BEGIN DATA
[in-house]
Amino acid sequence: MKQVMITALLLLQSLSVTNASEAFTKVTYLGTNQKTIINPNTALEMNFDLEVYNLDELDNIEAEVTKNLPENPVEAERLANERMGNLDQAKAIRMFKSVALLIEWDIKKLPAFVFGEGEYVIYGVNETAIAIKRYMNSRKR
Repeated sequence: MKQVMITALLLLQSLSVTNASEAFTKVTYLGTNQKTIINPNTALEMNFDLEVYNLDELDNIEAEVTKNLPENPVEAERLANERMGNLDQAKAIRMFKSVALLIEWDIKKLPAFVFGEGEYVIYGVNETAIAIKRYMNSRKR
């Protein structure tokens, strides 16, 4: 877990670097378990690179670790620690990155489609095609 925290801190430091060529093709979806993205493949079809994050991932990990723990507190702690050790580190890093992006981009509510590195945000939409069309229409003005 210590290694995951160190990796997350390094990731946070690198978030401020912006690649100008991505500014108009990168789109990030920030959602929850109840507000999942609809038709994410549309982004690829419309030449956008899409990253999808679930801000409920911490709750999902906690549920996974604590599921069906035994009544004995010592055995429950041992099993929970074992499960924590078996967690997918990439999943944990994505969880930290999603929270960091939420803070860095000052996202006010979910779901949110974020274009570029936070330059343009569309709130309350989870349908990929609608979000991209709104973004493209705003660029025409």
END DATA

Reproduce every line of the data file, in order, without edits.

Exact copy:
[in-house]
Amino acid sequence: MKQVMITALLLLQSLSVTNASEAFTKVTYLGTNQKTIINPNTALEMNFDLEVYNLDELDNIEAEVTKNLPENPVEAERLANERMGNLDQAKAIRMFKSVALLIEWDIKKLPAFVFGEGEYVIYGVNETAIAIKRYMNSRKR
Repeated sequence: MKQVMITALLLLQSLSVTNASEAFTKVTYLGTNQKTIINPNTALEMNFDLEVYNLDELDNIEAEVTKNLPENPVEAERLANERMGNLDQAKAIRMFKSVALLIEWDIKKLPAFVFGEGEYVIYGVNETAIAIKRYMNSRKR
């Protein structure tokens, strides 16, 4: 877990670097378990690179670790620690990155489609095609 925290801190430091060529093709979806993205493949079809994050991932990990723990507190702690050790580190890093992006981009509510590195945000939409069309229409003005 210590290694995951160190990796997350390094990731946070690198978030401020912006690649100008991505500014108009990168789109990030920030959602929850109840507000999942609809038709994410549309982004690829419309030449956008899409990253999808679930801000409920911490709750999902906690549920996974604590599921069906035994009544004995010592055995429950041992099993929970074992499960924590078996967690997918990439999943944990994505969880930290999603929270960091939420803070860095000052996202006010979910779901949110974020274009570029936070330059343009569309709130309350989870349908990929609608979000991209709104973004493209705003660029025409």